News Onihei Historical OVA's Video Previews February 22 Release
posted on 2017-01-11 12:00 EST
TMS Entertainment began streaming a promotional video for the Onhei ~Sono Otoko, Hasegawa Heizō~ (Onihei: This Man, Heizō Hasegawa) original video anime (OVA) on Wednesday. The video previews the bonuses that will ship with the DVD release on February 22.
The release will include the pilot version of the anime and bundle an exclusive compilation edition of the original novel series and the projects pilot video. The DVD will retail for 5,800 yen (about US$50).
The anime adaptation of Shōtarō Ikenami's Onihei Crime Reports in Edo (Onihei Hankachō or Onihei, the Devilish Bureau Chief) novel series includes the Onihei television anime and the prologue OVA. The television anime premiered on Monday.
The 40-minute OVA was actually in production before the television anime, although the television anime premiered first. The OVA sets up the character of Heizō, the man feared by thieves and miscreants as the "Demonic Heizō" during the Edo Period. A young man traces the stories about Heizō from Kumehachi, Hikojū, Omasa, and others who know and admire him. The young man learns about Heizō's early years and how he became a police operative.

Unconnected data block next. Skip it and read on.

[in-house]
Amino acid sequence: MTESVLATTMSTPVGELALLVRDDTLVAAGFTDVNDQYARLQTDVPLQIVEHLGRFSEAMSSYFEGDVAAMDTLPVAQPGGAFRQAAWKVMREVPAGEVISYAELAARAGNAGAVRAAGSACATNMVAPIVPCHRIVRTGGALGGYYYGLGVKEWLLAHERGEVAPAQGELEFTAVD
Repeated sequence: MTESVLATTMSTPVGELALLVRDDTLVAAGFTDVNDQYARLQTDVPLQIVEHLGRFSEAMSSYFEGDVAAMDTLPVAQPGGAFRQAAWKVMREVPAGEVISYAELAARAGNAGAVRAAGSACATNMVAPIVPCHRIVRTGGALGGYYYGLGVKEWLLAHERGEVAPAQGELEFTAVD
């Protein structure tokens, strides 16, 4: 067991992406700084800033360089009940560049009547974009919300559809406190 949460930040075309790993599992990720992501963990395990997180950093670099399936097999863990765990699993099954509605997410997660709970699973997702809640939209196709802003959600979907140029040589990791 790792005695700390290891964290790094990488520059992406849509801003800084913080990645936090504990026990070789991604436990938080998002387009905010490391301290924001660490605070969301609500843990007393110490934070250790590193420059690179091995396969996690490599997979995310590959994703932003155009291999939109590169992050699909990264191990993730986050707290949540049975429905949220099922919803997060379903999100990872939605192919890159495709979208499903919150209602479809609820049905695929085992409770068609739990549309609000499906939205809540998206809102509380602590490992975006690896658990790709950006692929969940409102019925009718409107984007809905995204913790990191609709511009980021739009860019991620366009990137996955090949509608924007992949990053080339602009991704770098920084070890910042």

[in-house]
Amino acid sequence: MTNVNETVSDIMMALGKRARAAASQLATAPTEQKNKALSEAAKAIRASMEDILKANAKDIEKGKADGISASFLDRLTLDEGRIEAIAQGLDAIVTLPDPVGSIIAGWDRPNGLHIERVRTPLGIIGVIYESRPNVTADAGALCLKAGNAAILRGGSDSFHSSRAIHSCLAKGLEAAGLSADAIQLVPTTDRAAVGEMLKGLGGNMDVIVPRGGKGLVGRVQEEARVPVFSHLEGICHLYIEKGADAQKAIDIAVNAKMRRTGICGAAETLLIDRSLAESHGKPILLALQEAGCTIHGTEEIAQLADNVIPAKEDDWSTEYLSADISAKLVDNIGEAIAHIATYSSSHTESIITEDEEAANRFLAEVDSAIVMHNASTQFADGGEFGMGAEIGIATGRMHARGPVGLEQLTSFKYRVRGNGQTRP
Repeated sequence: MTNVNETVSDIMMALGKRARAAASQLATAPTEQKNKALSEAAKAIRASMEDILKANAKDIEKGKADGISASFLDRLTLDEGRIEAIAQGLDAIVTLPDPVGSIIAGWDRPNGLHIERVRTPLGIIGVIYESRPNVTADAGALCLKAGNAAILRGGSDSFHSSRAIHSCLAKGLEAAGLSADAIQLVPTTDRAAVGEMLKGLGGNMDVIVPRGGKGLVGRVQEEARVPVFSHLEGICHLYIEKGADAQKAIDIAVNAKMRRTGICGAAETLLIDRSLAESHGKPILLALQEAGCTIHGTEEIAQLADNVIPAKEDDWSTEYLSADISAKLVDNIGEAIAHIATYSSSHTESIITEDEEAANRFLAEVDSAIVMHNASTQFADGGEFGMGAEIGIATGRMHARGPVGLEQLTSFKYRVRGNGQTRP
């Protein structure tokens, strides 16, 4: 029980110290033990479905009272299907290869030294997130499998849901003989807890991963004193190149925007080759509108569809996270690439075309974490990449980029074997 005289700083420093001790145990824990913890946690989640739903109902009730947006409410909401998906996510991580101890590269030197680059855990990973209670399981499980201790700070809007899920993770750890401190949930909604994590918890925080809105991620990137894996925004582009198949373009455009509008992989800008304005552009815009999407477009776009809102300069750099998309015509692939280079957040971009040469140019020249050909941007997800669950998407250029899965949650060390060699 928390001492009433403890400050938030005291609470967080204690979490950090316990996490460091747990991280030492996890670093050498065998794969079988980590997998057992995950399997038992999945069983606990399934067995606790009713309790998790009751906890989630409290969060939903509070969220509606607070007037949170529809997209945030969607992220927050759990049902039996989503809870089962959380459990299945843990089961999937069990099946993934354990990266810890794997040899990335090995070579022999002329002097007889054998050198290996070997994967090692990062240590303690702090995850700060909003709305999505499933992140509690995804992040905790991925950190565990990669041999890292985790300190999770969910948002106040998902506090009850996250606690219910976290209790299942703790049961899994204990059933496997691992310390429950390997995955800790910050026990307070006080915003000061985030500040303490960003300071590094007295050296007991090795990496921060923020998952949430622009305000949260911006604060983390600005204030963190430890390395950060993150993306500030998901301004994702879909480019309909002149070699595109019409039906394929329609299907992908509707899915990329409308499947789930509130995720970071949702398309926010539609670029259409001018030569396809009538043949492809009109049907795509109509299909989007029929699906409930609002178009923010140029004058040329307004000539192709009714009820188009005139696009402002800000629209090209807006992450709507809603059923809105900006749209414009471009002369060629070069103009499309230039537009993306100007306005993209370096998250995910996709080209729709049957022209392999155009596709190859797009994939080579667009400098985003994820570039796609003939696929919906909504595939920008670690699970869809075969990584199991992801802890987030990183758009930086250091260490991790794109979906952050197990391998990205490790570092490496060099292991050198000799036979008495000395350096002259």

Shigeyuki Miya is directing the OVA at Studio M2, the new studio of Madhouse and MAPPA founder Masao Maruyama, and designing the characters. Miya is also doing the same duties for television series. Maruyama is producing, and TMS Entertainment is credited with production for both the OVA and television series. Onihei is the first Ikenami work adapted into anime.
Kenyuu Horiuchi (Joker Game's Lieutenant Colonel Yūki, Re:Zero's Wilhelm van Astrea) plays the protagonist Heizō Hasegawa in both anime. Romi Park (Fullmetal Alchemist's Edward Elric, Attack on Titan's Hanji) plays Omasa, a female spy who loves Heizō. Daisuke Namikawa (Lupin the Third's Goemon Ishikawa, Persona 4: The Animation's Yū Narukami) plays Heizō's son Tatsuzō.
The historical novel series depicts Heizō Hasegawa, who metes justice on wrongdoers and supervises the crackdown on arsonists and robbers in Japan's Edo period (1603-1868). Maruyama commented that the anime will not just follow the original novel's story, but will show the unique appeal of anime.